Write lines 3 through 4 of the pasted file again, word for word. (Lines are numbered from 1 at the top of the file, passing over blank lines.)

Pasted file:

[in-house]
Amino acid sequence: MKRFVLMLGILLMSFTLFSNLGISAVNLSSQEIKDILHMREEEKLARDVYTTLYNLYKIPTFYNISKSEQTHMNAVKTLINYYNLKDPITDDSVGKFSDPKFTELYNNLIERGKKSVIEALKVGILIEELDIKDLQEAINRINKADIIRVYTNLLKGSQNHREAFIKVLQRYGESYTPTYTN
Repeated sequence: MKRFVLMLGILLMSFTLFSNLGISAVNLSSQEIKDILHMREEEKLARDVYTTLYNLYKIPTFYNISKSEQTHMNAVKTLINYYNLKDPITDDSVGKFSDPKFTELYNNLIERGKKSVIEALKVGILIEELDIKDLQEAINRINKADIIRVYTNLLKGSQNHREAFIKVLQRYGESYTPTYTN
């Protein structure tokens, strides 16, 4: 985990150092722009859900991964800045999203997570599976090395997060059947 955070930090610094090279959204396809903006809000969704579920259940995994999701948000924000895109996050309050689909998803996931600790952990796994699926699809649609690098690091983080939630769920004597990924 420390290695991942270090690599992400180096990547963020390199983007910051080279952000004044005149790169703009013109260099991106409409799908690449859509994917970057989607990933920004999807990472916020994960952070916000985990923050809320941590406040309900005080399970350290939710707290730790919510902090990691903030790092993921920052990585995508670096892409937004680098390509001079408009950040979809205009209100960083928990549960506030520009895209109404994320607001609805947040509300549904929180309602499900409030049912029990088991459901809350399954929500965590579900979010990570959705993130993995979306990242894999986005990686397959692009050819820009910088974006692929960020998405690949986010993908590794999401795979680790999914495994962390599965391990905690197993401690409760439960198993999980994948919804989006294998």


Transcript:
Repeated sequence: MKRFVLMLGILLMSFTLFSNLGISAVNLSSQEIKDILHMREEEKLARDVYTTLYNLYKIPTFYNISKSEQTHMNAVKTLINYYNLKDPITDDSVGKFSDPKFTELYNNLIERGKKSVIEALKVGILIEELDIKDLQEAINRINKADIIRVYTNLLKGSQNHREAFIKVLQRYGESYTPTYTN
């Protein structure tokens, strides 16, 4: 985990150092722009859900991964800045999203997570599976090395997060059947 955070930090610094090279959204396809903006809000969704579920259940995994999701948000924000895109996050309050689909998803996931600790952990796994699926699809649609690098690091983080939630769920004597990924 420390290695991942270090690599992400180096990547963020390199983007910051080279952000004044005149790169703009013109260099991106409409799908690449859509994917970057989607990933920004999807990472916020994960952070916000985990923050809320941590406040309900005080399970350290939710707290730790919510902090990691903030790092993921920052990585995508670096892409937004680098390509001079408009950040979809205009209100960083928990549960506030520009895209109404994320607001609805947040509300549904929180309602499900409030049912029990088991459901809350399954929500965590579900979010990570959705993130993995979306990242894999986005990686397959692009050819820009910088974006692929960020998405690949986010993908590794999401795979680790999914495994962390599965391990905690197993401690409760439960198993999980994948919804989006294998």